All children in New Zealand bring diverse backgrounds and needs to their education and every child deserves to have those differences acknowledged meaningfully. So it was disappointing to read last Wednesday's editorial in this newspaper, "One in five pupils now need help with learning disorders", which implied these children were a problem in schools.

Inclusive education means all children can attend the school of their first choice and receive the support they need to thrive alongside their peers – everyone is welcome and all students learn in a way that suits their individual needs. The system needs to change to fit individuals and not the other way around.

Internationally, it has been found that learning which benefits all students not just some, produces better outcomes for all. A 2017 review of 280 studies from 25 countries found clear and consistent evidence that inclusive educational settings can confer substantial short- and long-term benefits for students with and without disabilities. These include stronger skills in reading and mathematics, higher rates of attendance, reduced behavioural problems, and increased likelihood of students completing secondary school.


Disabled people make up 24 per cent of the population, but disabled children are not getting a fair go in the education system. That is a huge chunk of New Zealanders we are letting down. I continue to hear stories about disabled children being discriminated against in the classroom or not being able to access the resources they need.

Multiple reviews and reports over several years have shown the education system is not working for disabled students. Significant outstanding issues for the system include under-resourcing, a lack of good accountability mechanisms, lack of data and options and a lack of training and support for teachers. We've known this for a long while, New Zealand just has not addressed these issues meaningfully and comprehensively.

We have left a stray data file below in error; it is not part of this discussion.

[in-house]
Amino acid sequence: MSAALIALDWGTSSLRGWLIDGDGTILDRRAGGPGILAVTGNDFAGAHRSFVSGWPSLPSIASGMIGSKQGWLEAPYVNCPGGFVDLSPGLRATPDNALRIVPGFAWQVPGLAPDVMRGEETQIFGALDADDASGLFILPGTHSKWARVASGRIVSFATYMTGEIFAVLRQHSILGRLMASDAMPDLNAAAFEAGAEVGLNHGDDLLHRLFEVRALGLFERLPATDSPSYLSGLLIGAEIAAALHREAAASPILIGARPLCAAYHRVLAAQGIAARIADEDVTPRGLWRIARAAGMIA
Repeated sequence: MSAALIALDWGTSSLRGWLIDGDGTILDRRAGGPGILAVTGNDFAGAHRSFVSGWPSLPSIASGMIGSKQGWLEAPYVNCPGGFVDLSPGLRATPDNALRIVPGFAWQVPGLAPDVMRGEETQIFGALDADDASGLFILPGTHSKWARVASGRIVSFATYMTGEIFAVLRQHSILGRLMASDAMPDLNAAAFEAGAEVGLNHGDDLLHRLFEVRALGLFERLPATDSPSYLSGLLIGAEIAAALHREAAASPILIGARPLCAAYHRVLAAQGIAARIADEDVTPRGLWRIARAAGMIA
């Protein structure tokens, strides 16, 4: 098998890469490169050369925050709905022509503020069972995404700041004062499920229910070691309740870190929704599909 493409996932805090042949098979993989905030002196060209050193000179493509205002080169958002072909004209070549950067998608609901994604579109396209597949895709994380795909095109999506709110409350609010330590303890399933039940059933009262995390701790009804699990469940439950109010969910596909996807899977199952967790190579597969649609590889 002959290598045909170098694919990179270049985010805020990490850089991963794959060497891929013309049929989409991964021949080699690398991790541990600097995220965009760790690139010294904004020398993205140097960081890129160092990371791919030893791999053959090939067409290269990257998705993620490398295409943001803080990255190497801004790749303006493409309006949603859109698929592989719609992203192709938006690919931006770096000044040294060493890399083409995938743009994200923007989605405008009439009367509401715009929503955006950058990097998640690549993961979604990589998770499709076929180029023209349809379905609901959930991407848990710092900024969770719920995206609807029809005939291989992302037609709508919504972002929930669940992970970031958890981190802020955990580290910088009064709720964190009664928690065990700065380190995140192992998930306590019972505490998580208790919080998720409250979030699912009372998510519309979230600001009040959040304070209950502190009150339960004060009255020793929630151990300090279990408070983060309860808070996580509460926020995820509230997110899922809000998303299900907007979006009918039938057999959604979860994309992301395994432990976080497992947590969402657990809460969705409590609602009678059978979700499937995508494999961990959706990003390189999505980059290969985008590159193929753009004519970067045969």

All this can result in low aspirations, discrimination, an underlying expectation that disabled students should be segregated or siloed or that they are taking resources away from others. Many children and their families have experience of the frustration of just wanting to access a quality education and having to fight for inclusion.

The Ministry of Education is leading big educational reforms at the moment. The recent announcement of 600 learning support co-ordinators in classrooms by 2020 is a small step in the right direction. But it does not go far enough.

I am really hoping these reforms shift the system-level issues. This is a critical time for our education system and the impact our system will have on future generations.

Rather than talking about young disabled people being the problem, New Zealand needs to make the most of these reforms and talk about how we create an education system that is fit for purpose for all children.

Paula Tesoriero is Disability Rights Commissioner.